Table 1 - The central proposal and the ‘pay more, get more’ and ‘pay less, get less’ scenarios

Annual rates increase for average value resident property

Pay less and get less

Central proposal

Pay more and get more

Year 1

5.5 per cent

7.5 per cent

14 per cent

Year 2

3.5 per cent

3.5 per cent

10 per cent

Year 3

3.5 per cent

8.0 per cent

10 per cent

Later years

No more than 1 per cent above CPI inflation thereafter

No more than 3.5 per cent for the years after that

5 per cent for the years after that

CAPEX

$33.5b

$39.3b

$52.0b

OPEX

$69.2b

$72.0b

$76.5b

 

30)    The graphs below give an overview of the responses from the Māngere-Ōtāhuhu Local Board area.

 

General Overall Direction – Do less of/ proceed with proposal / do more.

 

Direction by services and investment – less of/ proceed / more

Mana Whenua

31)    Mana whenua iwi with interests in the Māngere-Ōtāhuhu local board area provided feedback under the umbrella of Ara Kōtui, which encompasses the southern boards, namely Franklin, Papakura, Manurewa, Māngere-Otāhuhu, and Ōtara-Papatoetoe. The feedback in summary below, conveyed verbally, was addressed to all five boards.

·    Ngaati Whanaunga: the main concerns revolve around water, housing, environment, and economic development. While acknowledging that local boards lack influence over housing, there is support for their involvement in shaping parks and environment, providing services like libraries and playgrounds, and advocating for public transport. Although not seeking a formal partnership, there is interest in participating at the implementation level to support local projects affecting their community. Given ongoing settlement processes, there is a desire to enhance economic opportunities for their community.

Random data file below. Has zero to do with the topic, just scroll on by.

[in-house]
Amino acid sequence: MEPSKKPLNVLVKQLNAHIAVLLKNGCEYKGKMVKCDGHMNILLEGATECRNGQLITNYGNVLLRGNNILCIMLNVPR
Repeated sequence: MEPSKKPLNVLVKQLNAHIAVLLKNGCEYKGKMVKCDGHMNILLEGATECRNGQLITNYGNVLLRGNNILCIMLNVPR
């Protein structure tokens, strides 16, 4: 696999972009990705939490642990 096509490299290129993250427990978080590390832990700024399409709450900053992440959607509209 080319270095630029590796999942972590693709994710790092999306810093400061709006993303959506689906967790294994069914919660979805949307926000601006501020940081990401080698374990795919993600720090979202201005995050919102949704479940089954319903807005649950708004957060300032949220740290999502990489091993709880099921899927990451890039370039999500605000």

·    Ngāti Te Ata Waiohua: they continue with their settlement process, which makes it hard to achieve their goals. Finishing the wharekai at Ngati Ōtara Marae is their main focus. They want to talk to the Auckland Council about improving facilities at places like Taahuna Pa marae in Waiuku. They're keen on empowering young people to take care of the land and waterways, including preventing drownings. They're also big on helping youth develop skills, especially with technology.